Monica: Another benefit for us is that we started to talk more about sex and planning our family. We talked about whether we wanted more kids. In fact, we still have this discussion regularly. Sometimes I want more kids and he doesn’t and sometimes he wants more kids and I don’t. But for now we’ve decided to hold off.

Nick: There are many other benefits for me as a man that I never imagined. The biggest benefit came from being around a woman who is cycling normally. I think it’s the pheromones. We were so surprised about the changes that NFP brought to our marriage that we decided to get certified to teach so we could share all the blessings we have received with other couples. To us it’s like NFP is one of the best kept secrets and we want to help you get as much out of it as we have.

* * *

Sign up for a membership at Couple to Couple League International at , and receive “Family Foundations.”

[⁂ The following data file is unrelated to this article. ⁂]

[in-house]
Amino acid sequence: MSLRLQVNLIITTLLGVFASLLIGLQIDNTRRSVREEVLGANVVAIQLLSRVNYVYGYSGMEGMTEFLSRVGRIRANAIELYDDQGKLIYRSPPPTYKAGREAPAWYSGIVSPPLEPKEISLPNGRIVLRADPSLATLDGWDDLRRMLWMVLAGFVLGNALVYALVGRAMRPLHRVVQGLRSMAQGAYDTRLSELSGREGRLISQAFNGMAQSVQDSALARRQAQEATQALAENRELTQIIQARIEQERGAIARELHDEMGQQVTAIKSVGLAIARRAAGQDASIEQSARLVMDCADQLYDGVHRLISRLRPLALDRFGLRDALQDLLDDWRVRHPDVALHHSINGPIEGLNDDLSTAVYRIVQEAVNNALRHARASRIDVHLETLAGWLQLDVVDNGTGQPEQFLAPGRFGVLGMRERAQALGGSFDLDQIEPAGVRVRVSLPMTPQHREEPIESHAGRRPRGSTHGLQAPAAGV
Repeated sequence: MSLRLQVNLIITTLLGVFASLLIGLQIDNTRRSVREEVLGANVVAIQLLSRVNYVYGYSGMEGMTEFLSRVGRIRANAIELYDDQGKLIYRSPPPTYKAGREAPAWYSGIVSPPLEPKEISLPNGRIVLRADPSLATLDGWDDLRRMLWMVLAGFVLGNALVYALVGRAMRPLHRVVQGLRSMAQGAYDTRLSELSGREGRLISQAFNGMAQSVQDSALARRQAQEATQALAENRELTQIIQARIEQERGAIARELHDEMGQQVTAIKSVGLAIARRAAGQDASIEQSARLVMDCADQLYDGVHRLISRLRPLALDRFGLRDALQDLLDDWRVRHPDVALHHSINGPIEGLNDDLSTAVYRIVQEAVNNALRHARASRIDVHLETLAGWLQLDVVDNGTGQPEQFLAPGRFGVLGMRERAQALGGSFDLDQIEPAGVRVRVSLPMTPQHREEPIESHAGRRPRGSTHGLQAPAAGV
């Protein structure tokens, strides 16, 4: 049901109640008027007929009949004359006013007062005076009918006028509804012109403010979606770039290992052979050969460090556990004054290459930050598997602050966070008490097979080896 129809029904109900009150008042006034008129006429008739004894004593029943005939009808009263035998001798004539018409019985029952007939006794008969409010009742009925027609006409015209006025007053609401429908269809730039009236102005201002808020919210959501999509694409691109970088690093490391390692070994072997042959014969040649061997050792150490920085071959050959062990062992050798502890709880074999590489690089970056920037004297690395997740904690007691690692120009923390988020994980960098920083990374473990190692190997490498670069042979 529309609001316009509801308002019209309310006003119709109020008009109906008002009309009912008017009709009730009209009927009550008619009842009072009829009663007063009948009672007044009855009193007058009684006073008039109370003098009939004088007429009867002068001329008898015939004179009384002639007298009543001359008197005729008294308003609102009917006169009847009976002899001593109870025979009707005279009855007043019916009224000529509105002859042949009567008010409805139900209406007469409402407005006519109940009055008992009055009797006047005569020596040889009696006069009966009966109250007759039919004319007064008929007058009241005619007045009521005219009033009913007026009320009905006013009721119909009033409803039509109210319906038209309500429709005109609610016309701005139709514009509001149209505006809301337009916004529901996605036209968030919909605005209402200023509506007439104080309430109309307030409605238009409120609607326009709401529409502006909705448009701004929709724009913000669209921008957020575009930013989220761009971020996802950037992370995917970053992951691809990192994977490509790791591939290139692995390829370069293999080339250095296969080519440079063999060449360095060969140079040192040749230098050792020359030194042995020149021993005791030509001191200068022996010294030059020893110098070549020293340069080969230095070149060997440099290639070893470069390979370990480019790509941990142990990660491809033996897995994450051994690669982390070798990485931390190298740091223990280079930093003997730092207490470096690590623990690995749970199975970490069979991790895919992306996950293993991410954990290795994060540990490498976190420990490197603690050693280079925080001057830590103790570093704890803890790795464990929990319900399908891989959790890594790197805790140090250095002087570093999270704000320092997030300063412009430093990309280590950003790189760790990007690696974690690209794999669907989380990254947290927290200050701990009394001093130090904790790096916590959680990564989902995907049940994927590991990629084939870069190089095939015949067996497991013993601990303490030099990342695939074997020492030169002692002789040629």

Natural Family Planning Classes Taught

Classes in Natural Family Planning are taught in 17 locations in the Chicago metro area, including southeast Wisconsin and northeast Indiana. The next series of classes will begin Sunday, Aug. 29, 2010 at 6 pm at St. Irene Church in Warrenville, IL, taught by Mike and Denise Kenealy. The method taught is the Sympto-Thermal Method, and it is also taught via CylePRO software.

To register, and for a list of classes throughout the U.S., go to CCL International at , (800) 745-8252. Chicago area NFP information is at .

Family Research Council President Tony Perkins Asks: Is This What President Obama Means by ‘Robust’ Conscience Protections?

August 18, 2009

WASHINGTON, DC (MetroCatholic) -  Earlier this month, the Equal Employment Opportunity Commission (EEOC) ruled that Belmont Abbey College, a Roman-Catholic institution, must provide insurance coverage for abortion and contraceptives.